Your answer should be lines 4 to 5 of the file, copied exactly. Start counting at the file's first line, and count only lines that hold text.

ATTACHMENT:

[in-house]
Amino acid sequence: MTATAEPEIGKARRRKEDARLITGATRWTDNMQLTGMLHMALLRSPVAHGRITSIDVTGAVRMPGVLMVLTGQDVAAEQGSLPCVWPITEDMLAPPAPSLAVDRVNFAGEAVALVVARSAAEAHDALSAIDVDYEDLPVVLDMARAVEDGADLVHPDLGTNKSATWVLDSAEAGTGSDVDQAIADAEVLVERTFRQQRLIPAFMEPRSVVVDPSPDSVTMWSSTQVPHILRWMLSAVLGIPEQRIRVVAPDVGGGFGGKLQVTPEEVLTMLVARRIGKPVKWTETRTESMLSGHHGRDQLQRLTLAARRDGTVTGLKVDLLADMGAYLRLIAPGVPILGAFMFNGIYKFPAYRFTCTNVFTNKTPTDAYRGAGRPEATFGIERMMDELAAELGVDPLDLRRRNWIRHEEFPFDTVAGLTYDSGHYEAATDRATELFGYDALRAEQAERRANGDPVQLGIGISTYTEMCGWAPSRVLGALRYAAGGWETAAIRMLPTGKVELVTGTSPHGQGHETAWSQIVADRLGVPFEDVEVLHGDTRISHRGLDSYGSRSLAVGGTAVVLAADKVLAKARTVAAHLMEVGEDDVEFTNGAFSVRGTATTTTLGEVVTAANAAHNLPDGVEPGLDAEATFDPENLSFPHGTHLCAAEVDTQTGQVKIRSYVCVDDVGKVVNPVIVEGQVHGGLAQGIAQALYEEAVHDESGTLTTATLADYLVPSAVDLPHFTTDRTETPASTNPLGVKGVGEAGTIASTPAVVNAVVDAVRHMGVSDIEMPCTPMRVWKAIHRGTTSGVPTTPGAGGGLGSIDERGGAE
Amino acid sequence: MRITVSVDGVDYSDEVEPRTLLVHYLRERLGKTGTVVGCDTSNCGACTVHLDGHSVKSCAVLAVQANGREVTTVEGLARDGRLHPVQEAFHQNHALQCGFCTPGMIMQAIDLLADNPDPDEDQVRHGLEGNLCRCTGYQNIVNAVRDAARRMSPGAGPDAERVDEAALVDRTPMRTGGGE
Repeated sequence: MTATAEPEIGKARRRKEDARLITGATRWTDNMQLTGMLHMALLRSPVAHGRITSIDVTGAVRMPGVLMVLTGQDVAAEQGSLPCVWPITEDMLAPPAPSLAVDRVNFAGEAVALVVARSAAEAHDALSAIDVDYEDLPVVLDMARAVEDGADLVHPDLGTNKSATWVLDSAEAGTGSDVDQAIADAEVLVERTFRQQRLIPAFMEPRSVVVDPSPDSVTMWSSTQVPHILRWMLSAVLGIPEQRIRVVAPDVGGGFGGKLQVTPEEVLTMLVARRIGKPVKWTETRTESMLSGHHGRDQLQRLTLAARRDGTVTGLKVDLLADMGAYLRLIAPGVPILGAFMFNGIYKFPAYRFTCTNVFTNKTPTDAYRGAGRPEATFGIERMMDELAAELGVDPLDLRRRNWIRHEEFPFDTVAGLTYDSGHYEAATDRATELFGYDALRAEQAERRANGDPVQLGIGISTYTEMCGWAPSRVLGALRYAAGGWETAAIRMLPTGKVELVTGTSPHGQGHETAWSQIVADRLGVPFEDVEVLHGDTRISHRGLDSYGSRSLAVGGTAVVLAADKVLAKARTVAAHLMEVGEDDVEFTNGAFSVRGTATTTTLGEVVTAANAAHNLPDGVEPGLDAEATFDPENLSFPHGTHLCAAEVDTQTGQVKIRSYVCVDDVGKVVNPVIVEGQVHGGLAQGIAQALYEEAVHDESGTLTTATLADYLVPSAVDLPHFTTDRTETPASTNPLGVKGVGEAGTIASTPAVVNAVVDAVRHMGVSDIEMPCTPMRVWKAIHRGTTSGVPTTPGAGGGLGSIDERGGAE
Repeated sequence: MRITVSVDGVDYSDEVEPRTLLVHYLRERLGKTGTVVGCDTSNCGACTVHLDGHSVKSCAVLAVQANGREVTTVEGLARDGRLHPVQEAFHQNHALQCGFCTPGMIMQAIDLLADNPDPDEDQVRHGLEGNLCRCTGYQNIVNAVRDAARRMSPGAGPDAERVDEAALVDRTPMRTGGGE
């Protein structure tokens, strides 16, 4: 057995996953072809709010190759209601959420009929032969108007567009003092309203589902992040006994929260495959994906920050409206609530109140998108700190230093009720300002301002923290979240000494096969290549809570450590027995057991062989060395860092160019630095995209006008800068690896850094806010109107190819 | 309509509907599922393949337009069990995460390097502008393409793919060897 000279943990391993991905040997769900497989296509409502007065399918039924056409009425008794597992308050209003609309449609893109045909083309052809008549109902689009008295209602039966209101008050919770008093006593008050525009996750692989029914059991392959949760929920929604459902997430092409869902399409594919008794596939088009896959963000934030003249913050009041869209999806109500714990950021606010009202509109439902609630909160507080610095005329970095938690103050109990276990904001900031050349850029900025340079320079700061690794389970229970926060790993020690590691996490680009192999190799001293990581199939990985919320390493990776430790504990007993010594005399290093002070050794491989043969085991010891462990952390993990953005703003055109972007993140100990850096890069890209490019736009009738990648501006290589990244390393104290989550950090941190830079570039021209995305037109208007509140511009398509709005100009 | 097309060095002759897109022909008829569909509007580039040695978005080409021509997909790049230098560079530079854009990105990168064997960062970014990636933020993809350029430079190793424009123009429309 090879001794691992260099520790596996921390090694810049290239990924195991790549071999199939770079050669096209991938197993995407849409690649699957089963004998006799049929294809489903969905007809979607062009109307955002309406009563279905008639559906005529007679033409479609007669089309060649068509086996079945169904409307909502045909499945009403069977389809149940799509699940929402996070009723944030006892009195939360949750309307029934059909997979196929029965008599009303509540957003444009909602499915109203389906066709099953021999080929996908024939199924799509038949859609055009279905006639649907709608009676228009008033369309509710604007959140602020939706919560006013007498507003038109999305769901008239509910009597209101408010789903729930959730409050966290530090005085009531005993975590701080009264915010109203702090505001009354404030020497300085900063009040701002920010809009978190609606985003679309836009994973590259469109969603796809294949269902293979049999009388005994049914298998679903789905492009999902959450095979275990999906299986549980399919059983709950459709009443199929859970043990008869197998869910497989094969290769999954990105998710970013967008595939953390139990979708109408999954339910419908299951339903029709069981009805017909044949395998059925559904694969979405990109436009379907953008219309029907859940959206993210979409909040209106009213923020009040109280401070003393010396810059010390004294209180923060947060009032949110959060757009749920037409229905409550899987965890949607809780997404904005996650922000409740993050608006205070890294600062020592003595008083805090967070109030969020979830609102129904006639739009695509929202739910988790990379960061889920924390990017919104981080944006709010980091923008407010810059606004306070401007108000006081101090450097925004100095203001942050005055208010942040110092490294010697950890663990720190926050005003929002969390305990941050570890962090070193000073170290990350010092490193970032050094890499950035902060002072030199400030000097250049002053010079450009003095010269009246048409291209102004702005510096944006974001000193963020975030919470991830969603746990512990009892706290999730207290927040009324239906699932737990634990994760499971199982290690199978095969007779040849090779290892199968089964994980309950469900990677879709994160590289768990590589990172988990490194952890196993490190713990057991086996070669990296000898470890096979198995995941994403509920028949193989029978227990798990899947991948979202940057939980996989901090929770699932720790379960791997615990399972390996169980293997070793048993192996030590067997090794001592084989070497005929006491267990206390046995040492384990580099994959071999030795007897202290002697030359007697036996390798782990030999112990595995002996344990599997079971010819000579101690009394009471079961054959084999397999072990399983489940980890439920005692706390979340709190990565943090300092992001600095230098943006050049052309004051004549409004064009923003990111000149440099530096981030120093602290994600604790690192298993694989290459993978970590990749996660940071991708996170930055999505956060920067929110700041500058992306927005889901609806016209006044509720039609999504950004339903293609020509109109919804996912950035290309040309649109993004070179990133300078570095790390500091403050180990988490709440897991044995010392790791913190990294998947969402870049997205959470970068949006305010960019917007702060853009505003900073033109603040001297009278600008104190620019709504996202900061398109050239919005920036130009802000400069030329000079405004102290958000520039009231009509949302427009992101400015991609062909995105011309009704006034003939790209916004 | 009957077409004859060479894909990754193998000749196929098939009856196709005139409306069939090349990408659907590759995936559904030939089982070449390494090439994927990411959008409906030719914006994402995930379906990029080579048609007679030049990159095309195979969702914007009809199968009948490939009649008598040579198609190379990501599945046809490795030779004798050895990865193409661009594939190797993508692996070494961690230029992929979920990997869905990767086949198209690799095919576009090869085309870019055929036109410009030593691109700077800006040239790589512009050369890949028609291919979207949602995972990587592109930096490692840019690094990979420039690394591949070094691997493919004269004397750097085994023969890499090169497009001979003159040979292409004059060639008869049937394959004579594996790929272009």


Repeated sequence: MTATAEPEIGKARRRKEDARLITGATRWTDNMQLTGMLHMALLRSPVAHGRITSIDVTGAVRMPGVLMVLTGQDVAAEQGSLPCVWPITEDMLAPPAPSLAVDRVNFAGEAVALVVARSAAEAHDALSAIDVDYEDLPVVLDMARAVEDGADLVHPDLGTNKSATWVLDSAEAGTGSDVDQAIADAEVLVERTFRQQRLIPAFMEPRSVVVDPSPDSVTMWSSTQVPHILRWMLSAVLGIPEQRIRVVAPDVGGGFGGKLQVTPEEVLTMLVARRIGKPVKWTETRTESMLSGHHGRDQLQRLTLAARRDGTVTGLKVDLLADMGAYLRLIAPGVPILGAFMFNGIYKFPAYRFTCTNVFTNKTPTDAYRGAGRPEATFGIERMMDELAAELGVDPLDLRRRNWIRHEEFPFDTVAGLTYDSGHYEAATDRATELFGYDALRAEQAERRANGDPVQLGIGISTYTEMCGWAPSRVLGALRYAAGGWETAAIRMLPTGKVELVTGTSPHGQGHETAWSQIVADRLGVPFEDVEVLHGDTRISHRGLDSYGSRSLAVGGTAVVLAADKVLAKARTVAAHLMEVGEDDVEFTNGAFSVRGTATTTTLGEVVTAANAAHNLPDGVEPGLDAEATFDPENLSFPHGTHLCAAEVDTQTGQVKIRSYVCVDDVGKVVNPVIVEGQVHGGLAQGIAQALYEEAVHDESGTLTTATLADYLVPSAVDLPHFTTDRTETPASTNPLGVKGVGEAGTIASTPAVVNAVVDAVRHMGVSDIEMPCTPMRVWKAIHRGTTSGVPTTPGAGGGLGSIDERGGAE
Repeated sequence: MRITVSVDGVDYSDEVEPRTLLVHYLRERLGKTGTVVGCDTSNCGACTVHLDGHSVKSCAVLAVQANGREVTTVEGLARDGRLHPVQEAFHQNHALQCGFCTPGMIMQAIDLLADNPDPDEDQVRHGLEGNLCRCTGYQNIVNAVRDAARRMSPGAGPDAERVDEAALVDRTPMRTGGGE